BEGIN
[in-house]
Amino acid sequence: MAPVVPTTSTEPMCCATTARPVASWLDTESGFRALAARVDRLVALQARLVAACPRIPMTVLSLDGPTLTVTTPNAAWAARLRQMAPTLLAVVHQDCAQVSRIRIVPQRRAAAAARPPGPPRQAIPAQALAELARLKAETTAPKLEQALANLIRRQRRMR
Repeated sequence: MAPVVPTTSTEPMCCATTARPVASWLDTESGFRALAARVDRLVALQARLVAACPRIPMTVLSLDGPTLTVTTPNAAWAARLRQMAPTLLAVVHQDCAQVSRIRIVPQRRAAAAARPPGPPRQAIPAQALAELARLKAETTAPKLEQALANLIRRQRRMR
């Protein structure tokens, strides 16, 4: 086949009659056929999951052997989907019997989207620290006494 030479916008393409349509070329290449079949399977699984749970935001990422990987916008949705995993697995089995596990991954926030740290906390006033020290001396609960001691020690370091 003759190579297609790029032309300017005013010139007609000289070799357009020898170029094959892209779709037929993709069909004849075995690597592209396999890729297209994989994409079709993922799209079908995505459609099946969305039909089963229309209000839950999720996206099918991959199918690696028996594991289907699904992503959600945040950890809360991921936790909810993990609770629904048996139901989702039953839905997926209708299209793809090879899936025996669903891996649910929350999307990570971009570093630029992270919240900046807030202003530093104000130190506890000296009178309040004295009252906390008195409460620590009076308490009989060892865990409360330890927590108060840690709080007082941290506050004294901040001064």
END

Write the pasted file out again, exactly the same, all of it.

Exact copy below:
[in-house]
Amino acid sequence: MAPVVPTTSTEPMCCATTARPVASWLDTESGFRALAARVDRLVALQARLVAACPRIPMTVLSLDGPTLTVTTPNAAWAARLRQMAPTLLAVVHQDCAQVSRIRIVPQRRAAAAARPPGPPRQAIPAQALAELARLKAETTAPKLEQALANLIRRQRRMR
Repeated sequence: MAPVVPTTSTEPMCCATTARPVASWLDTESGFRALAARVDRLVALQARLVAACPRIPMTVLSLDGPTLTVTTPNAAWAARLRQMAPTLLAVVHQDCAQVSRIRIVPQRRAAAAARPPGPPRQAIPAQALAELARLKAETTAPKLEQALANLIRRQRRMR
């Protein structure tokens, strides 16, 4: 086949009659056929999951052997989907019997989207620290006494 030479916008393409349509070329290449079949399977699984749970935001990422990987916008949705995993697995089995596990991954926030740290906390006033020290001396609960001691020690370091 003759190579297609790029032309300017005013010139007609000289070799357009020898170029094959892209779709037929993709069909004849075995690597592209396999890729297209994989994409079709993922799209079908995505459609099946969305039909089963229309209000839950999720996206099918991959199918690696028996594991289907699904992503959600945040950890809360991921936790909810993990609770629904048996139901989702039953839905997926209708299209793809090879899936025996669903891996649910929350999307990570971009570093630029992270919240900046807030202003530093104000130190506890000296009178309040004295009252906390008195409460620590009076308490009989060892865990409360330890927590108060840690709080007082941290506050004294901040001064």